With “Ici-Bas”, the Lanvins father and son compose a rock album tinged with blues, committed and touching, a chronicle of a disturbed century that continues to dream. Meeting with Manu, author, composer, performer and producer.
Your father is an actor. Were you born a musician?
I don’t know if you can say that. My mother, Jennifer, is often forgotten in this story. It was a Golden Disc in France, though. And I hung out a lot more in recording studios and concerts than on movie sets. I was caught up in the energy of the musicians very early on. My parents used to take me to concerts a lot. We went to see Téléphone, Renaud… I was in the backstage, on stage before the beginning of the shows. I was attracted to it because I had access to it. It’s my mother who is at fault, after all! And my father supported it: at home, we received much more musicians and singers than comedians, even if Eddy Mitchell is a bit of both. This vibration must have resonated with me.
How would you describe your musical style?
Blues rock, or rock blues. The purists say heavy blues, but you kind of lose people at this point (laughs). Let’s just say that I play a very very very strong blues, far from the blues of the older generation.
Tell us about the duo you form in “Ici-Bas”? Who had the idea for this album?
This album was born from a desire to do something together. During the confinement, we were like two idiots in Paris, I said to him “Here, if we do it? It’s been an exciting time, writing and creating together.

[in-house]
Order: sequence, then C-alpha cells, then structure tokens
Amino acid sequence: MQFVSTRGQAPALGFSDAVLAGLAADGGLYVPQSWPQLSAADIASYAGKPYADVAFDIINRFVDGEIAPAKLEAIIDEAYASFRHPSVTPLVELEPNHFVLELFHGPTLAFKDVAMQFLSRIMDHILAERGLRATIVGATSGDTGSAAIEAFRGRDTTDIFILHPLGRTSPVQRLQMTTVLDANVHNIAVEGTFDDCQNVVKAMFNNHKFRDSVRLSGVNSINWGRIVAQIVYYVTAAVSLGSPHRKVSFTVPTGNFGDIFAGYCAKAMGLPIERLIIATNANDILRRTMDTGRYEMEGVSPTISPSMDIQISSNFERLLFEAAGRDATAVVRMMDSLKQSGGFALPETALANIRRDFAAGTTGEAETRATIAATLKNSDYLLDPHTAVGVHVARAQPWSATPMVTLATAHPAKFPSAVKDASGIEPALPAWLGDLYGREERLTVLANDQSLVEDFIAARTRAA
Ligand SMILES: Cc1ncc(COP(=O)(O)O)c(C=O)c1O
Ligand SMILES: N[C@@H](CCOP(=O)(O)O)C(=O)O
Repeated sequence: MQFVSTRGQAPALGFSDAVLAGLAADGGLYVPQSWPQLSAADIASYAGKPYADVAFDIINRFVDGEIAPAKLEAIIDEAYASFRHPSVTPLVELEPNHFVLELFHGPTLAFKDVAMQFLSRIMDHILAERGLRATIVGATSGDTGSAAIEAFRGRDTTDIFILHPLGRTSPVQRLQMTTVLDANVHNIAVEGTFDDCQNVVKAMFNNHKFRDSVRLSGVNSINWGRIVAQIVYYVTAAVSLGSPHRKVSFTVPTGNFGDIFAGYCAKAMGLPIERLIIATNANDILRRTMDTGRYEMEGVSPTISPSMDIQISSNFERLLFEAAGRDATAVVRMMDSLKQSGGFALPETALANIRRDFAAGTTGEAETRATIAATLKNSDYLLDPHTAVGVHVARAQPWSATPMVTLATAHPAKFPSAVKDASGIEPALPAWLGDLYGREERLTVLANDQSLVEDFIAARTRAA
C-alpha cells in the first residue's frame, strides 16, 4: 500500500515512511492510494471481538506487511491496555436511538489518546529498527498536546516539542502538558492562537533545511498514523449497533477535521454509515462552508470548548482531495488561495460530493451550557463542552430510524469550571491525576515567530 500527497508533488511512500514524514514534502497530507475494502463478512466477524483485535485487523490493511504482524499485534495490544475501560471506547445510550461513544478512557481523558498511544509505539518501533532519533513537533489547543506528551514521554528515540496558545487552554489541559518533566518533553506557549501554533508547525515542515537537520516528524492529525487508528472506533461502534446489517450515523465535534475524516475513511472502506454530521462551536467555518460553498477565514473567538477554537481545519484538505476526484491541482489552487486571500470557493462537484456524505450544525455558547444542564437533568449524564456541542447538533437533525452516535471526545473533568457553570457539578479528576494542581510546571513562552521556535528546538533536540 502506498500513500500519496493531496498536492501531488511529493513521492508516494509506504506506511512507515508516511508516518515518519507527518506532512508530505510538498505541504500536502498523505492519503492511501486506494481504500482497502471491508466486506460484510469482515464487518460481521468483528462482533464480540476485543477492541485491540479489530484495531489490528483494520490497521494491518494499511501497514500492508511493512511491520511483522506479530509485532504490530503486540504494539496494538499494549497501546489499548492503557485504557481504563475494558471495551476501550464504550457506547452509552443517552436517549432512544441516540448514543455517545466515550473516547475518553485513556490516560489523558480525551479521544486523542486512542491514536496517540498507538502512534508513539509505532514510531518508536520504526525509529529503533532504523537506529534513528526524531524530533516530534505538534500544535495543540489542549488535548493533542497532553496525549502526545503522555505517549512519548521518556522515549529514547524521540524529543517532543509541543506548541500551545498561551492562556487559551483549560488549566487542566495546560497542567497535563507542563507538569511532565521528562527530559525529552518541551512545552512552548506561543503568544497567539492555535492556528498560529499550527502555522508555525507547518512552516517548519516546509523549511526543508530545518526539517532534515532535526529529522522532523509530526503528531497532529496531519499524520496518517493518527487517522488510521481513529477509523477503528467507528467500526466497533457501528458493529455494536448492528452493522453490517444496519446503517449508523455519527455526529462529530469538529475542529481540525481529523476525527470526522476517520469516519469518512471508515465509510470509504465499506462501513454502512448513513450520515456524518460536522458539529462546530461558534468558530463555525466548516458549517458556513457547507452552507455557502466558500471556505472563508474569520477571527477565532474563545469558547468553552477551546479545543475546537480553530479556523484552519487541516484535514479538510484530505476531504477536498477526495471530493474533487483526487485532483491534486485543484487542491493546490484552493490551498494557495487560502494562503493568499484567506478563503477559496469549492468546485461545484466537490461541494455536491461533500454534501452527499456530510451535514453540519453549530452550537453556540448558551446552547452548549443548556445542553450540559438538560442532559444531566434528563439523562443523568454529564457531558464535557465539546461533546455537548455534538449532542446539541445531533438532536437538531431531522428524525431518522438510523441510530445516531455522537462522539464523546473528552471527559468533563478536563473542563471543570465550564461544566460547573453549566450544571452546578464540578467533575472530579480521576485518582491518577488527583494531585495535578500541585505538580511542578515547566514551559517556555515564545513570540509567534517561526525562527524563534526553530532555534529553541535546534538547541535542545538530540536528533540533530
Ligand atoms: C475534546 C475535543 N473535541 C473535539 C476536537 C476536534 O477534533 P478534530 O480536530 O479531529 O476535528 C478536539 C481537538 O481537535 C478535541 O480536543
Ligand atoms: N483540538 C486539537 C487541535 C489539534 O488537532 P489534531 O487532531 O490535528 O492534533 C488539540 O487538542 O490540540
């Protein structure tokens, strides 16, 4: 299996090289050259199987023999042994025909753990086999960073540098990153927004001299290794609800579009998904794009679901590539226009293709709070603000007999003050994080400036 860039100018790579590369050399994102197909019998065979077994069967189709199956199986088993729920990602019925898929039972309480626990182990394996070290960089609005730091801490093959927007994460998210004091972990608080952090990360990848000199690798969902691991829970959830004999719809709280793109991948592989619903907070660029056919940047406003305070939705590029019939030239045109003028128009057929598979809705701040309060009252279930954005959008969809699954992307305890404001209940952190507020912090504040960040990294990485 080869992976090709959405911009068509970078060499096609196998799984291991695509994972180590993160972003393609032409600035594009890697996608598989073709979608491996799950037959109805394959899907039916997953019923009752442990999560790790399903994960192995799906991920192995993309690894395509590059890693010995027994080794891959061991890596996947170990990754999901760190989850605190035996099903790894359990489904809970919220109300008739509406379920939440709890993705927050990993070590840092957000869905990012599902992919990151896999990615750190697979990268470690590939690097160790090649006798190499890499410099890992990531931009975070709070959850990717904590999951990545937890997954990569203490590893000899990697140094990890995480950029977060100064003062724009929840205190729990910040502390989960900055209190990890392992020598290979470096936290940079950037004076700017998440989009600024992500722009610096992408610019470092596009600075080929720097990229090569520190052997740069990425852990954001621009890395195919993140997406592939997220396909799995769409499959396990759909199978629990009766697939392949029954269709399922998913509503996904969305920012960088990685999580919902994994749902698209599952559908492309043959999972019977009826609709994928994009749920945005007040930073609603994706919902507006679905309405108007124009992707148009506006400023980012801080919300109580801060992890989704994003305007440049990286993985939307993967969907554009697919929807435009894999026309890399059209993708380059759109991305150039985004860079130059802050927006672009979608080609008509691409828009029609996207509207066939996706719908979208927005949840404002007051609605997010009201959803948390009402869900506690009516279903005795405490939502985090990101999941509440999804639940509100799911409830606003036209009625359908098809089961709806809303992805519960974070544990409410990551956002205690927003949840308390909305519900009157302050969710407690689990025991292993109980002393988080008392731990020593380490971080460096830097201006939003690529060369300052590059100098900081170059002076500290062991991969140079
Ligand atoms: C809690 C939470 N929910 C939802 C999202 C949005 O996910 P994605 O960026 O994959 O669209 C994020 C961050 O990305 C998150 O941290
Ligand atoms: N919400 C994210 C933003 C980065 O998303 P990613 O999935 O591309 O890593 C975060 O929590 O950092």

Contrary to what you might think, I don’t influence him that much. This project brings to the forefront what has always existed in Gérard’s life. I like to direct for others, like Calvin Russel for example. I like to sit in the studio, create a kind of trend book, find inspirations… In this case, I worked on Gérard’s texts, his words, his way of writing. He has a particular phrasing. It is raw in its formulations. With Coluche, he developed shocking, popular formulas that everyone understands. He has always scratched in notebooks. At one point, it was obvious to make an album of it, and who better than him to sing his words?
I knew Gérard’s colors, his possibilities to do it, his influences, his taste for The Band in particular. I thought about it when I composed. Of course, there are blues notes and guitar, but this is not my album sung by Gérard: it’s an album tailored to him. I feel like a fashion designer.
Do you know Liege? Have you ever heard of FIFCL?
I know a bit about Liege, yes. I often play in Verviers, at the Spirit of 66 : it’s a stop on our way when we go on tour, a place where I love to play. I am more often in Verviers than in Liège, but it is always a pleasure to play in Belgium. There’s something about this country! The Anglo-Saxon culture is very well assimilated by the artists and musicians. They know the codes of the music I propose better than the French public.
On the other hand, I must admit that I didn’t know about the FIFCL: since I know that we are invited, I am interested in it, and I recognized a lot of faces on the website (laughs). I think we’ll be happy to participate.